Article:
I had a reservation on a flight for Tegucigalpa, but a silly, painful accident playing kickball the night before forced me to defer the trip. The first thing I saw, while taking my seat on the plane the following Wednesday, was that you had the seat right in front of me.
I hadn’t thought of you in a while. No, that’s a lie. I had tried not to think of you. It hadn’t always worked. The finality of the end was far too painful not to want to forget. Yet you were embedded somewhere far too deep to forget easily.
Before I could barely say a word, you spoke to the flight attendant and had your seat changed, next to mine. In a second, the insinuating aroma of Calandre took me several years back.
I was new to Washington and, back from my downtown office, I had stopped for dinner in a Moroccan restaurant and, not finding a table, seated myself at the bar.
The woman sipping a dry martini at the next stool politely moved her stool to make space for me. When she said Hello, a conversation started.
I remember she said that she lived near the restaurant and often stopped there for a meal, for the Moroccan cuisine pleased her. We had right away hit some common ground.
I ordered a martini too but specified a Golf Martini. You asked what it was, and I explained that I preferred a martini with bitters. You threw your head back and laughed when I added that Mencken had called the martini the only American invention as perfect as the sonnet.
When I finished my martini, you asked if I cared for another sonnet and ordered Golf Martinis for us both.
We had dinner together and I was amazed how good the food was. I had cautiously ordered some Couscous, but you had ordered Pastilla, and we shared our portions. It was still early evening and you invited me to your apartment.
You found you had some leftover pie and we shared a few pieces with coffee. We continued talking for a long time. When I finally returned home, I knew it was quite late because the night guard’s brows went sky-high as I turned the key.
We saw a lot of each other. We even went out of town on long drives to inns you fancied in small towns nearby. Occasionally I drove, but you did the bulk of the driving. You seemed to like it and I liked to sit back and watch you drive and listen to music. We both liked the winding roads in the nearby mountains; the scenes were ever-changing and breathtaking.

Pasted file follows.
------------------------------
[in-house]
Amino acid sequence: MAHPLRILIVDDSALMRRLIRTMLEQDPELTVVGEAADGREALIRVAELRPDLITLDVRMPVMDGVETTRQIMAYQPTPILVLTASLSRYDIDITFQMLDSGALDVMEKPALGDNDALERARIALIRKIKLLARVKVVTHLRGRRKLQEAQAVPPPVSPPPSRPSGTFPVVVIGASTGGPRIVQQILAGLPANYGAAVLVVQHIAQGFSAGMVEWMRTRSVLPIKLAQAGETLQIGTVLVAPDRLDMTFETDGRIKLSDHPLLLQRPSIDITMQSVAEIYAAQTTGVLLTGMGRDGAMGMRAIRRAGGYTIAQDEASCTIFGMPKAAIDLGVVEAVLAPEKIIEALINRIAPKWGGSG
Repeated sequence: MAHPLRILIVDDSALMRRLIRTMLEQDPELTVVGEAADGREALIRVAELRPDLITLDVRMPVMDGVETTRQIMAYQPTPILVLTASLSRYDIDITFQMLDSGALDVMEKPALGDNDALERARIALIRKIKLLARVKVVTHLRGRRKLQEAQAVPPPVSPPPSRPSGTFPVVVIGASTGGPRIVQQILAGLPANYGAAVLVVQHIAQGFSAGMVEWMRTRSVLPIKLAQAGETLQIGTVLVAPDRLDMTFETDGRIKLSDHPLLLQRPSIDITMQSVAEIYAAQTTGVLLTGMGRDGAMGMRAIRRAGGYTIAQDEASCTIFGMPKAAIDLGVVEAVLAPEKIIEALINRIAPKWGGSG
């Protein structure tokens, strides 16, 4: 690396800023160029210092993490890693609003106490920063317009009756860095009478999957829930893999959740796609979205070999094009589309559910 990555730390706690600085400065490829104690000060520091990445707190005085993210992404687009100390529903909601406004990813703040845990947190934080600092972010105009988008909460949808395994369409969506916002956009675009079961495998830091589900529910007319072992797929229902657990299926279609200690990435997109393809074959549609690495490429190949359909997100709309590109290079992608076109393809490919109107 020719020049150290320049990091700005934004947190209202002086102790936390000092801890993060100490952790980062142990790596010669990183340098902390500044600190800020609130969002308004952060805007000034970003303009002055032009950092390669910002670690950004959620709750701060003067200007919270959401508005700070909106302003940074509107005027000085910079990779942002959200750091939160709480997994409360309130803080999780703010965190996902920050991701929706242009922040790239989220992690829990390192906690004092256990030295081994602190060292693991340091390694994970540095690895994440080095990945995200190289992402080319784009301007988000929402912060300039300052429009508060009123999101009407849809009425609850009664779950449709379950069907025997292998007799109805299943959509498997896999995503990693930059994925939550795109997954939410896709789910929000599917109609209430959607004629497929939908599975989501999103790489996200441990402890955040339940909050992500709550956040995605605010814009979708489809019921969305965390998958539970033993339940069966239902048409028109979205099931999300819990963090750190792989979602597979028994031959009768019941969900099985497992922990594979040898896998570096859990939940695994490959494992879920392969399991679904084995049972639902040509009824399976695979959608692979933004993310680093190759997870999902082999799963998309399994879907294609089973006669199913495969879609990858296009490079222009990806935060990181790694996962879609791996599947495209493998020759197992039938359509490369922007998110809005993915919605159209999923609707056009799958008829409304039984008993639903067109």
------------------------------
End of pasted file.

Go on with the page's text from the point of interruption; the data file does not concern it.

The best memory I have is of the time we rented a cottage on the Potomac and spent three ideal days together. In the quiet of that lovely cottage we came the closest together. We also, sadly, began the process of moving away from each other. There was no reason. Nor was there a way to slow or stop the steady breach we felt overtaking us. We gingerly talked about it. We didn’t know how to prevent the pain that waited for us both. We just had to recognize it and accept it as an irresistible fault-line. Finally, came the bleak day when we hesitated even to call each other.
All this went through my mind as we chatted amiably and ate the modest dinner the airlines served. It seemed like the old times, except that it wasn’t. I have no idea why relationships end, but, when they do, it is futile to try and recapture the lost thread. We knew; we did not try. We made the best use of the time we had together.
The flight landed on time. A car had come for you from Marriott where you were staying. You asked where I was booked, and I said I had a reservation at Clarion. I took a taxi.
I hadn’t spoken the truth when I said I was booked at Clarion. My reservation was also at Marriott.
I checked the conference website and came down to the banquet hall at the right hour. The hall was packed, and I took a seat unobtrusively in the last row.
You looked splendid in a black dress with a red leather jacket, your hair in a bun. You did a splendid job too: a succinct speech with a pitch perfect delivery. The audience was spellbound.
I left as quietly as I had come. That was my last view of you.